And then Jesus “cleanses” the Temple, throwing out the money changers, and disturbing the corrupt economic ways of those in power. When the chief priests, scribes, and elders attempt to demean Jesus, questioning his authority, asking, ‘Who does he think he is?! By what power does he act?’, it doesn’t work. Jesus is not intimidated. Jesus is not out witted. Jesus does not back down.

The powers that be are not ready to give up though. Remember, this is about power, the most seductive drug of all, and they are not about to let this upstart from the country come into Jerusalem and upset the status quo that benefits them enormously. So they send some Pharisees and Herodians to “trap” Jesus. For fear of the crowds, they cannot slander or attack him, but they hope to set Jesus up to fall on his own sword. With absolute insincerity, they flatter Jesus, simpering that they know how great he is, how he shows deference to no one; “for you do not regard people with partiality, but teach the way of God in accordance with truth.” (Mark 12:14).

Fake smiles on their fake faces, their voices dripping with false sweetness. Jesus is not fooled. He knows their minds are not open to hearing the word of God. He knows they do not really respect him and his teaching. Jesus knows they have an agenda.

So he waits for their question, waits for the trap – and here it comes, “Is it lawful to pay taxes to the emperor, or not? Should we pay them, or should we not?” (Mark 12:14-15)

The Pharisees and Herodians think they have him. If Jesus says yes, it is legal to pay taxes to the Emperor, then the people, who are burdened under the harsh, unfair taxes of Rome, will rise up against Jesus. If Jesus says no, then they can hand him over to the Romans as a traitor.

I am pretty sure I would have been trapped. Unlike Cam Newton, the Carolina Panthers quarterback who walked away from a post-Super Bowl press conference before he said something he regretted, I am pretty sure I would not have been so wise.

And it happens all too often. When we feel like we are being attacked, when we feel like we are being insulted, demeaned, even slandered, the anxiety inside of us begins to build, and we say something we should not.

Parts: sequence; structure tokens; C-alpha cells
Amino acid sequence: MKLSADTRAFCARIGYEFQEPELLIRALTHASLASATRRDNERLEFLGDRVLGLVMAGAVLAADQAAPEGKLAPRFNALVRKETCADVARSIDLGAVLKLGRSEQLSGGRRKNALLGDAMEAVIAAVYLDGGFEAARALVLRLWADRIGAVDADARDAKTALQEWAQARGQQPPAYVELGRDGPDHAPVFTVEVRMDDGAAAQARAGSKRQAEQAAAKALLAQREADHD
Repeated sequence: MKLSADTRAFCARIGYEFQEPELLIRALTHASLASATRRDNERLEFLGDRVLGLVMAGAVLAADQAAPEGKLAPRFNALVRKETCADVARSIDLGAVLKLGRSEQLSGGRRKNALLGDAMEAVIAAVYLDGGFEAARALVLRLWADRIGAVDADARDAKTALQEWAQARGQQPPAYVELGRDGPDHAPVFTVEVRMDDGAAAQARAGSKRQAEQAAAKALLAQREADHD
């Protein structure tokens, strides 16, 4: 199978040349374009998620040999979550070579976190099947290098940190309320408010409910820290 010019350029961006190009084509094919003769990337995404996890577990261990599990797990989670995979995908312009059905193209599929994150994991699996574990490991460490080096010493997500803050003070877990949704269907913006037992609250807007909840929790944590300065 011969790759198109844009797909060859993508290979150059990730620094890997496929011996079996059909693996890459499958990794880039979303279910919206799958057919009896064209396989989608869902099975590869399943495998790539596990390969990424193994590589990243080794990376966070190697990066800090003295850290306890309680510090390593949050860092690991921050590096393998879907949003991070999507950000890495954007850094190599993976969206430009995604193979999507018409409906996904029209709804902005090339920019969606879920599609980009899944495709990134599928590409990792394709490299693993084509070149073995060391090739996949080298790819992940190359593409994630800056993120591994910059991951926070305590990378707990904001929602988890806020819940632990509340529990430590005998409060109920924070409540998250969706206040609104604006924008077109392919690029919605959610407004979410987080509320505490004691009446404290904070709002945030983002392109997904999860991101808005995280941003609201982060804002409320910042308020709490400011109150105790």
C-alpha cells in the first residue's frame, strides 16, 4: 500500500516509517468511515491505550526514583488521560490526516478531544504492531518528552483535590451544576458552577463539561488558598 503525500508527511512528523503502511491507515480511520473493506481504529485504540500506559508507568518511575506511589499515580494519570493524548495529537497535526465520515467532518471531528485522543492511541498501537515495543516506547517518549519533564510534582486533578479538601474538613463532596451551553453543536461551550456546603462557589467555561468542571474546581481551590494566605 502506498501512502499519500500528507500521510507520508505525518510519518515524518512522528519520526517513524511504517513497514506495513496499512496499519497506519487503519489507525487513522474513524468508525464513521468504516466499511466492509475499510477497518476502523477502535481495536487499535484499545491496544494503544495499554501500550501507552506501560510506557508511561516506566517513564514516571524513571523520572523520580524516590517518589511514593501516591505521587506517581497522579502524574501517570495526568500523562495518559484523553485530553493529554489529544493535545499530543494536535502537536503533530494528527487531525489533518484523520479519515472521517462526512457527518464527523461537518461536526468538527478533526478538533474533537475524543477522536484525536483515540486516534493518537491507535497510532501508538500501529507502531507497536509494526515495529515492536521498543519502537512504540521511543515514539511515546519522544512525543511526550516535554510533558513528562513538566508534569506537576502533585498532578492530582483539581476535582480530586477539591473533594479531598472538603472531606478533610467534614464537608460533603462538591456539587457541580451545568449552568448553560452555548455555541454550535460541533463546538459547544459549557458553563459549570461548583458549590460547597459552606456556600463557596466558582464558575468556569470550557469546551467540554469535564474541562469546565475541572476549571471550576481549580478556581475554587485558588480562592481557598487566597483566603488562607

But as someone once said, “when you get down in the slop with the pigs, you just get muddy.” Two wrongs do not make a right. Trading insults might not lead to death like in Romeo and Juliet, but they never make us feel better, and they certainly do not build the kingdom of God.

So what are we to do when we find ourselves in such a situation?

Follow Jesus and do as he does. Jesus does not ignore their behavior. He does not call them names, but he does call out their unhealthy behavior. And then he focuses the Pharisees and the Herodians and everyone else who is listening, on what is really important – God. Reminds us to ask ‘what belongs to God? What does God really want?’

So what are we to do when we find ourselves in such a situation? Change the conversation. Rise above. Focus on God.

Someone sent me this a while ago, ‘The eagle does not fight the snake on the ground. It picks it up into the sky and changes the battleground. Unlike on the ground where it is powerful, wise, and deadly, in the sky, the snake has no stamina, no power, and no balance. Take your fight into the spiritual realm by praying and let God take charge through your earnest prayer.’ (source unknown, on many sites on the internet)

As disciples of Jesus Christ, we do not follow the ways of the world. We follow the ways of God. We love in the face of hate. We choose unity in the face of division. When others want to feud with us, when they use lies, slander, any means to win, we change the conversation. We take it to the spiritual realm. We rise above. We ask in earnest prayer what does God want. And we seek always to build God’s kingdom on earth.